Publishing Partner: Cambridge University Press CUP Extra Wiley-Blackwell Publisher Login
amazon logo
More Info


New from Oxford University Press!

ad

Language Planning as a Sociolinguistic Experiment

By: Ernst Jahr

Provides richly detailed insight into the uniqueness of the Norwegian language development. Marks the 200th anniversary of the birth of the Norwegian nation following centuries of Danish rule


New from Cambridge University Press!

ad

Acquiring Phonology: A Cross-Generational Case-Study

By Neil Smith

The study also highlights the constructs of current linguistic theory, arguing for distinctive features and the notion 'onset' and against some of the claims of Optimality Theory and Usage-based accounts.


New from Brill!

ad

Language Production and Interpretation: Linguistics meets Cognition

By Henk Zeevat

The importance of Henk Zeevat's new monograph cannot be overstated. [...] I recommend it to anyone who combines interests in language, logic, and computation [...]. David Beaver, University of Texas at Austin


Academic Paper


Title: 'Phonological Variation and Change in Australian and New Zealand Sign Languages: The location variable'
Author: AdamC.Schembri
Email: click here to access email
Homepage: 'http://www.dcal.ucl.ac.uk/team/adam_schembri.html'
Institution: 'La Trobe University'
Author: DavidMcKee
Email: click here to access email
Institution: 'Victoria University of Wellington'
Author: RachelMcKee
Email: click here to access email
Homepage: 'http://www.victoria.ac.nz/lals/about/staff/rachel-mckee'
Institution: 'Victoria University of Wellington'
Author: SaraPivac
Institution: 'Victoria University of Wellington'
Author: TrevorJohnston
Institution: 'Macquarie University'
Author: DellaGoswell
Institution: 'Macquarie University'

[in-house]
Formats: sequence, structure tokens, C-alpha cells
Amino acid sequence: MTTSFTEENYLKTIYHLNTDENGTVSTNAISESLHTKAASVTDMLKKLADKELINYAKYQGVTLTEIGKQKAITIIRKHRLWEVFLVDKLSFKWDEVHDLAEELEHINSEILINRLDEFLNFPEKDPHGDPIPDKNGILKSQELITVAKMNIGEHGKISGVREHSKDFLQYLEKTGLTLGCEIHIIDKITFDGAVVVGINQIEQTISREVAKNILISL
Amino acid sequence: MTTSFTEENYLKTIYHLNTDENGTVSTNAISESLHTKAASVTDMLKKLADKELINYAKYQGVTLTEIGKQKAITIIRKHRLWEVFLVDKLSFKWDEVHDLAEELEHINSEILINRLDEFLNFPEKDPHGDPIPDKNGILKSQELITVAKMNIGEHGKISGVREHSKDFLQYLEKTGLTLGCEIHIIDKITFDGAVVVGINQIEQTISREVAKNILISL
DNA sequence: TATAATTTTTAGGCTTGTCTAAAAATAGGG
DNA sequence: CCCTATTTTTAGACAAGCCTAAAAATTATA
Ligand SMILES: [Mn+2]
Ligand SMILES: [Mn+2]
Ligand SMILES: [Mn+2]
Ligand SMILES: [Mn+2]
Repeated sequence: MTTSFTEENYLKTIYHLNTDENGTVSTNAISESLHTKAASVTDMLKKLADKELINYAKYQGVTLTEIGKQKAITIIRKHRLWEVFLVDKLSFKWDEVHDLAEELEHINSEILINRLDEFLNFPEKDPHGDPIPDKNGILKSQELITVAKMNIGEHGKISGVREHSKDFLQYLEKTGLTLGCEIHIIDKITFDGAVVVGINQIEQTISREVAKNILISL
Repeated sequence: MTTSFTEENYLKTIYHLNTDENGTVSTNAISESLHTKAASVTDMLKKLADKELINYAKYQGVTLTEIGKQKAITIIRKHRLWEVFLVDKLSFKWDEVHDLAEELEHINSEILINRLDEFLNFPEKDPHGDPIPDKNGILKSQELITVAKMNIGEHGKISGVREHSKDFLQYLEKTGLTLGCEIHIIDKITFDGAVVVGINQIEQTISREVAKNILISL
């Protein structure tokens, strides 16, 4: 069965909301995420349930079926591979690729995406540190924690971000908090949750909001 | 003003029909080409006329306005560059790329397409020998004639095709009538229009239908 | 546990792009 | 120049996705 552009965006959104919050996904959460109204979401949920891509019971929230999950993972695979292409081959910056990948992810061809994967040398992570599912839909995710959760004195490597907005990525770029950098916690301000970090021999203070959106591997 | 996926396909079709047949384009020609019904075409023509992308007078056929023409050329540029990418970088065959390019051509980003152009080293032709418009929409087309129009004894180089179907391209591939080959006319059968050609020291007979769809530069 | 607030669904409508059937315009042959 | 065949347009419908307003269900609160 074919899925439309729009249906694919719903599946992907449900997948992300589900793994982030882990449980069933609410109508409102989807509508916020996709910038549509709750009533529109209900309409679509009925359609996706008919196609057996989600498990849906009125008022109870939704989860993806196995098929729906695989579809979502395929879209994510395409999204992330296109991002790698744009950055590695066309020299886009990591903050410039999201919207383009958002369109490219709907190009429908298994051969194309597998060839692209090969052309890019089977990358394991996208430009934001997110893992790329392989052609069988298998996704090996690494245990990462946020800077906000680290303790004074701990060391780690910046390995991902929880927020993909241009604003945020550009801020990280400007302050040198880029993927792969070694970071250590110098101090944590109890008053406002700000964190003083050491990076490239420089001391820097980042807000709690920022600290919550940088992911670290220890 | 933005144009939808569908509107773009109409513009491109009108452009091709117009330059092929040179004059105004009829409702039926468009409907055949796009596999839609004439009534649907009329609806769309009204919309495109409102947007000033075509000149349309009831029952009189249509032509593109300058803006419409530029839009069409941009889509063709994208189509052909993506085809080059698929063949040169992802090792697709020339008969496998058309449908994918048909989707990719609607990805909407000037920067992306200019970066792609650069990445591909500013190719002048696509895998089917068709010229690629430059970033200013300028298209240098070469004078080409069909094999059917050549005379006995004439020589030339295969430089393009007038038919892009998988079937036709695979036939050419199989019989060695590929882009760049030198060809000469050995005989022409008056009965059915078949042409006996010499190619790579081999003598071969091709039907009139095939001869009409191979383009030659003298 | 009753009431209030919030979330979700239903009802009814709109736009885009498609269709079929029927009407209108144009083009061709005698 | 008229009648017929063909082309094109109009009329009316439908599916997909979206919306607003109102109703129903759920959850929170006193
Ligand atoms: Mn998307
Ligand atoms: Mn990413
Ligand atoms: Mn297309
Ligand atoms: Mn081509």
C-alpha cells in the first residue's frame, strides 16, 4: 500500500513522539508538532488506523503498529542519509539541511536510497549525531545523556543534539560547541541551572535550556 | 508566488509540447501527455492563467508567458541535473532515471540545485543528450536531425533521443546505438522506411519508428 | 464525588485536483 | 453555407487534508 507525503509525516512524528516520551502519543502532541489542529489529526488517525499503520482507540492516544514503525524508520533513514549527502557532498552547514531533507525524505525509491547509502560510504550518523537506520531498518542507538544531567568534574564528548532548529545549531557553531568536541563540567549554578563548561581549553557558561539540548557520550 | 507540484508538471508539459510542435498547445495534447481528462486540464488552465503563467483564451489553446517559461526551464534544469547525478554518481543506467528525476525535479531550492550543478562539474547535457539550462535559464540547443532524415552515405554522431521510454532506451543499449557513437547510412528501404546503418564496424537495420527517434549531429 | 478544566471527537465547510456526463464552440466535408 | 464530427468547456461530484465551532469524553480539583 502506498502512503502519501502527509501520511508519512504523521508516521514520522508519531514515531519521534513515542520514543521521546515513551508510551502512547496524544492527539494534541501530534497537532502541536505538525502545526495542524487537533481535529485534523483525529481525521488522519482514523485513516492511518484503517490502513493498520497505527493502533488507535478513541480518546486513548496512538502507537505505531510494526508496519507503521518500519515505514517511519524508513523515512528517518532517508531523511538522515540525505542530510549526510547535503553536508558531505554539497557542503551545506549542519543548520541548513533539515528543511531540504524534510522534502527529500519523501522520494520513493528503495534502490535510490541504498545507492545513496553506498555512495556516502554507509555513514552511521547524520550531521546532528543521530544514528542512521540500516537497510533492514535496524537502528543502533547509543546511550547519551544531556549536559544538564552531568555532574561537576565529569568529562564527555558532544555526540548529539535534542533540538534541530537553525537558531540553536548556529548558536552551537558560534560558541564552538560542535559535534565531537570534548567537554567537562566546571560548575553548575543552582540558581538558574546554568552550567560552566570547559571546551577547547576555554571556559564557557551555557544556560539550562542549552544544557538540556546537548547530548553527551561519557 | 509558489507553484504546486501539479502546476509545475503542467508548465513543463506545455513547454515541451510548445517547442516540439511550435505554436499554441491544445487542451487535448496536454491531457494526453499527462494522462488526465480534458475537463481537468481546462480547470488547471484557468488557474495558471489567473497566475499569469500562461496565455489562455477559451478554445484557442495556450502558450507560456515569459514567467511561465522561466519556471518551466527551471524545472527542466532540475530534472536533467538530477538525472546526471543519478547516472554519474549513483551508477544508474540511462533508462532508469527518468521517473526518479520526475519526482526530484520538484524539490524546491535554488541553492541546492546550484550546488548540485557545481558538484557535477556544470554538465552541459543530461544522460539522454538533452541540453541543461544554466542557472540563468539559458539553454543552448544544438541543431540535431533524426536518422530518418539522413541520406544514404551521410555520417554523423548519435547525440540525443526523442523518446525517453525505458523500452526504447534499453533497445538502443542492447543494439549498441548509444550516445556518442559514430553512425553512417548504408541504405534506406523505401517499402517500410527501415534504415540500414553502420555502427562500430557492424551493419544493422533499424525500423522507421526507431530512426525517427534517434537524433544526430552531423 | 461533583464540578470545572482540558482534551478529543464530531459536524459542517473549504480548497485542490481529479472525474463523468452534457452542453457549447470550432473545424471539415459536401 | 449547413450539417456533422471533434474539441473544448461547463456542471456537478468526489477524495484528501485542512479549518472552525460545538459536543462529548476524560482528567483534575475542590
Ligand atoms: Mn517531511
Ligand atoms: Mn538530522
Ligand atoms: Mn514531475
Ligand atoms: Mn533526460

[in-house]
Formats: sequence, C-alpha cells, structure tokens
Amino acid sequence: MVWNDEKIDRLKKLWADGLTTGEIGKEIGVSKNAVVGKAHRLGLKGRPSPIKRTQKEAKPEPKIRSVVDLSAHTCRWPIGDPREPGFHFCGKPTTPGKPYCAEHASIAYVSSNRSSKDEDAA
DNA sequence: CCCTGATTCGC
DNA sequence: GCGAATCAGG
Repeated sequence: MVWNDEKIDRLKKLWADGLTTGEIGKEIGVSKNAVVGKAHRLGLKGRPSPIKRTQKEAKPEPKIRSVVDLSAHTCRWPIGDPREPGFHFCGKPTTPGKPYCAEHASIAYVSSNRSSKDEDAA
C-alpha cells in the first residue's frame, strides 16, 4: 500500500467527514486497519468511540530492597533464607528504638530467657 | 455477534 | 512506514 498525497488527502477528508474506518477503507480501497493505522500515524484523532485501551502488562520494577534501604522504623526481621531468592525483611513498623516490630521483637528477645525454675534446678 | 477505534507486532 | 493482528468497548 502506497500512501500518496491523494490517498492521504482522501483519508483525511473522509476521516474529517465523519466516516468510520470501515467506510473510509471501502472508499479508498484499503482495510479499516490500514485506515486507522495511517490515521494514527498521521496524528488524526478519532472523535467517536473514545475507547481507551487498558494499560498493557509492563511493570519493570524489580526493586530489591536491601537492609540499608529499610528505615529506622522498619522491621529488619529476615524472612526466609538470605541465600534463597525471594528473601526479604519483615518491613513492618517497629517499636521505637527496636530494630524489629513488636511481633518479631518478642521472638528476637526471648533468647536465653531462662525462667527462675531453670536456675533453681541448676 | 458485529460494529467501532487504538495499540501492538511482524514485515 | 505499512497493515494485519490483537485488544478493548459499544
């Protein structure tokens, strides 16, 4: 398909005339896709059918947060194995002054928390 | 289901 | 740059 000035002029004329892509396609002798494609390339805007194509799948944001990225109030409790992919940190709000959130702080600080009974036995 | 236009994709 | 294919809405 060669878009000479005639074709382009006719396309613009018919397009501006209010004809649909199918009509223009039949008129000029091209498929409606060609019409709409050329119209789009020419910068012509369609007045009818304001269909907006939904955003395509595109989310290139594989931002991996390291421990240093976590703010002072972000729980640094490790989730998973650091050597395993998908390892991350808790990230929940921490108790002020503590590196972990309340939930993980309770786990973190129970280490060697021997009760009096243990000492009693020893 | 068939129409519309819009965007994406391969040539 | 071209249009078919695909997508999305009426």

Linguistic Field: 'Phonetics; Phonology; Sociolinguistics'
Subject Language: 'Australian Sign Language'
' New Zealand Sign Language'
Abstract: In this study, we consider variation in a class of signs in Australian and New Zealand Sign Languages that includes the signs think, name, and clever. In their citation form, these signs are specified for a place of articulation at or near the signer's forehead or above, but are sometimes produced at lower locations. An analysis of 2667 tokens collected from 205 deaf signers in five sites across Australia and of 2096 tokens collected from 138 deaf signers from three regions in New Zealand indicates that location variation in these signs reflects both linguistic and social factors, as also reported for American Sign Language (Lucas, Bayley, & Valli, 2001). Despite similarities, however, we find that some of the particular factors at work, and the kinds of influence they have, appear to differ in these three signed languages. Moreover, our results suggest that lexical frequency may also play a role.

CUP at LINGUIST

This article appears in Language Variation and Change Vol. 21, Issue 2, which you can read on Cambridge's site or on LINGUIST .



Back
Add a new paper
Return to Academic Papers main page
Return to Directory of Linguists main page